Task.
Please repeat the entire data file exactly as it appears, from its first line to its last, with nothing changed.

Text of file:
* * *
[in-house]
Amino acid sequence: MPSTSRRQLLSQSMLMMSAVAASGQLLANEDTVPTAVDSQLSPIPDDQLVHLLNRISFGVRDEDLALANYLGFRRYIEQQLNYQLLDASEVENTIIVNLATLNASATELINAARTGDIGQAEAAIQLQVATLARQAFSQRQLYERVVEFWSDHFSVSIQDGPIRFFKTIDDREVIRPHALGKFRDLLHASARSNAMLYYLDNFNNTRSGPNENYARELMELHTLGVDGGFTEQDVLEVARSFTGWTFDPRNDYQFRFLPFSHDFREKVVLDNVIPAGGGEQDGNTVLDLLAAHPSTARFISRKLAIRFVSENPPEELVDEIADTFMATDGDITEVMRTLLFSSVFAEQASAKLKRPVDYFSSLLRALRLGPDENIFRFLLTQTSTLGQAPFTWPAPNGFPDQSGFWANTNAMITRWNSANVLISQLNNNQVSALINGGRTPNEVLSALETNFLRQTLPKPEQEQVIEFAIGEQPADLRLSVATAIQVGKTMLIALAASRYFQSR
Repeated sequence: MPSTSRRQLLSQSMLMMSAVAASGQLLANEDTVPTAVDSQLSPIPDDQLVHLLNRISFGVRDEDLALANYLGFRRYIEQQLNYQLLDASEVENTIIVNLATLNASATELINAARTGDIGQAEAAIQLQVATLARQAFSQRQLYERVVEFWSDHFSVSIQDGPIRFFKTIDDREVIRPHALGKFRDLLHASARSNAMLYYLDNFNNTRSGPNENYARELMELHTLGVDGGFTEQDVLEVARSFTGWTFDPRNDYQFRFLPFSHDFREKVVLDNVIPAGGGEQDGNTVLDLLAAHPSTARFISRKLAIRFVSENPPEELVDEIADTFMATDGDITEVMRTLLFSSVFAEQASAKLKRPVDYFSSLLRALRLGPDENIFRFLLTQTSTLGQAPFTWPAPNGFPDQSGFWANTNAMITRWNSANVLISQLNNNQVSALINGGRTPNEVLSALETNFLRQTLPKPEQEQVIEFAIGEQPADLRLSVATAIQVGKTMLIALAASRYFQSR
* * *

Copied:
[in-house]
Amino acid sequence: MPSTSRRQLLSQSMLMMSAVAASGQLLANEDTVPTAVDSQLSPIPDDQLVHLLNRISFGVRDEDLALANYLGFRRYIEQQLNYQLLDASEVENTIIVNLATLNASATELINAARTGDIGQAEAAIQLQVATLARQAFSQRQLYERVVEFWSDHFSVSIQDGPIRFFKTIDDREVIRPHALGKFRDLLHASARSNAMLYYLDNFNNTRSGPNENYARELMELHTLGVDGGFTEQDVLEVARSFTGWTFDPRNDYQFRFLPFSHDFREKVVLDNVIPAGGGEQDGNTVLDLLAAHPSTARFISRKLAIRFVSENPPEELVDEIADTFMATDGDITEVMRTLLFSSVFAEQASAKLKRPVDYFSSLLRALRLGPDENIFRFLLTQTSTLGQAPFTWPAPNGFPDQSGFWANTNAMITRWNSANVLISQLNNNQVSALINGGRTPNEVLSALETNFLRQTLPKPEQEQVIEFAIGEQPADLRLSVATAIQVGKTMLIALAASRYFQSR
Repeated sequence: MPSTSRRQLLSQSMLMMSAVAASGQLLANEDTVPTAVDSQLSPIPDDQLVHLLNRISFGVRDEDLALANYLGFRRYIEQQLNYQLLDASEVENTIIVNLATLNASATELINAARTGDIGQAEAAIQLQVATLARQAFSQRQLYERVVEFWSDHFSVSIQDGPIRFFKTIDDREVIRPHALGKFRDLLHASARSNAMLYYLDNFNNTRSGPNENYARELMELHTLGVDGGFTEQDVLEVARSFTGWTFDPRNDYQFRFLPFSHDFREKVVLDNVIPAGGGEQDGNTVLDLLAAHPSTARFISRKLAIRFVSENPPEELVDEIADTFMATDGDITEVMRTLLFSSVFAEQASAKLKRPVDYFSSLLRALRLGPDENIFRFLLTQTSTLGQAPFTWPAPNGFPDQSGFWANTNAMITRWNSANVLISQLNNNQVSALINGGRTPNEVLSALETNFLRQTLPKPEQEQVIEFAIGEQPADLRLSVATAIQVGKTMLIALAASRYFQSR